Pools and spas
Keeping pools safe
People aren't the only ones who enjoy a swim. Pathogens such as viruses, bacteria, fungi, amoebae and other parasites can thrive in pools and spas unless the appropriate steps are taken to control their numbers.
All people who use public swimming pools and spa pools are susceptible to infection through cuts, wounds, ingestion and inhalation. Public pools are more likely to be contaminated than domestic swimming pools because more people use them, so public pools and spas must be regularly tested.
Operators of public pools should have a sound knowledge of pool operating procedures, including:
- pool equipment
- pool maintenance
- pool disinfection requirements
- water testing
- first aid
- life-saving and resuscitation techniques.
In case the pool is subjected to contamination such as vomit, faeces or blood, you should develop and follow a contamination response plan.
A register or log should be used to record the results of every test performed at your pool or spa.
Inspection and sampling
City of Sydney officers have authority to inspect public swimming pools, spa pools and associated premises. An inspection will assess compliance with schedule 1 of the Public Health Regulation 2012, which requires that:
- disinfection must be automatic or continuously metered
- the water meets certain temperature, pH and alkalinity requirements
- water testing shows correct levels of chlorine or bromine
- operators can show their own testing methods and associated records.
Environmental health officers routinely undertake chemical and microbiological testing of City-owned public pools once a month and approximately 150 other public pools and spas located in hotels, private members' clubs and backpacker establishments once every 6 months.
Officers do not regulate public health issues in pools and spas within private residential premises including strata residential buildings.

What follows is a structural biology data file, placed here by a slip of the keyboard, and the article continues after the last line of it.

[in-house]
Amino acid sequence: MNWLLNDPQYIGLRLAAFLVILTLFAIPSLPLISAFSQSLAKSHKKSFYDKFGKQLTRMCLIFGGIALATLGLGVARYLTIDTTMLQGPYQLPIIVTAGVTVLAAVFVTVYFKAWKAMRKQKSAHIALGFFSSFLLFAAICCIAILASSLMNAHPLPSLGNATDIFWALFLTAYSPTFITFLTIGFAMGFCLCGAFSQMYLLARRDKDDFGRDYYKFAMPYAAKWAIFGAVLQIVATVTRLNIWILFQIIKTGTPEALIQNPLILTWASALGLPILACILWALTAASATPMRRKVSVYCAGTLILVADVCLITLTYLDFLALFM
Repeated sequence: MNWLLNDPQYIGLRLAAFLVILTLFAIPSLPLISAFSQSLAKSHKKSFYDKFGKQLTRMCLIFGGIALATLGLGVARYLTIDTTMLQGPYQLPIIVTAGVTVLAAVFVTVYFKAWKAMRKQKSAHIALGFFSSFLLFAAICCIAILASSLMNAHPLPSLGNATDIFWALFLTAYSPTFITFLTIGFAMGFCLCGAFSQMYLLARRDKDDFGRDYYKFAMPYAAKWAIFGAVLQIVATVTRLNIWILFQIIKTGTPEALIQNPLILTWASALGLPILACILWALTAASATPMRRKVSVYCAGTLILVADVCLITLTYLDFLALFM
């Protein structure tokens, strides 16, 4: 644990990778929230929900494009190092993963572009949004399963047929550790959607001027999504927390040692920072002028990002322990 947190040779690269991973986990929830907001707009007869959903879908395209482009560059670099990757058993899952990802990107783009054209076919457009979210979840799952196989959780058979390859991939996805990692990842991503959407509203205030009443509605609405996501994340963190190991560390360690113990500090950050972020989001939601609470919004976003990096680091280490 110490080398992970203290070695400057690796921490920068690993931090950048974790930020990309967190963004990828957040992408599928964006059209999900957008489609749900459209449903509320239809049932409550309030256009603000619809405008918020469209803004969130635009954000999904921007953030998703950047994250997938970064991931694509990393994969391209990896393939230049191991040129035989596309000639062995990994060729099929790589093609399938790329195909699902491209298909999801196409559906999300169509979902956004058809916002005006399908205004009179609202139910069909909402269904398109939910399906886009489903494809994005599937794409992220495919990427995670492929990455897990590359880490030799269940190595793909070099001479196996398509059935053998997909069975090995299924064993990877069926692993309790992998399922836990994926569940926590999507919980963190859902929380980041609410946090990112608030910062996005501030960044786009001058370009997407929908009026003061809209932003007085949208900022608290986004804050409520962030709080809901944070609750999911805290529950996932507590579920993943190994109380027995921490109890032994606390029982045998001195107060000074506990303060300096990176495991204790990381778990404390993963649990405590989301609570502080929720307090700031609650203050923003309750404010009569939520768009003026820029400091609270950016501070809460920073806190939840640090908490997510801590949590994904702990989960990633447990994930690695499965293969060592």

If chemical tests reveal unsatisfactory results, officers will sample the water for micro-organisms.
All testing is undertaken by a laboratory accredited by the National Association of Testing Authorities.
If results reveal elevated levels of micro-organisms, officers can issue a warning letter, an imrovement notice or order the pool be closed under a prohibition order.
Once a pool or spa is closed, public use is prohibited until appropriate disinfection procedures are carried out and additional tests passed.
It is an offence under the Public Health Act 2010 if the terms of the order are breached.
Health and Building Unit02 9265 email@example.com
NSW Health: swimming pool and spa advisory document NSW Health: public health legislationNSW Health: swimming pools and spa pools (public)NSW Health: log sheet information
NSW Health: swimming pool microbiological testing frequency information
Acceptable microorganism levels and penalties for exceeding them
|Type of organism
||Maximum count allowable||Action to be taken if levels too high|
|Heterotrophic Plate Count||100 Colony Forming Units (CFU) per ml||Warning letter if levels between 100 and 1000 CFU/mL
Prohibition order if levels greater than 1000 CFU/mL
|Thermotolerant coliforms||Nil per 100mL||Warning letter if levels between 0 and 10 CFU/mL
Prohibition order if levels greater than 10CFU/mL
|Pseudomonas aeruginosa||Nil per 100mL||Warning letter if levels between 0 and 10 CFU/mL
Closure order if levels greater than 10 CFU/mL
Last updated: Friday, 28 February 2014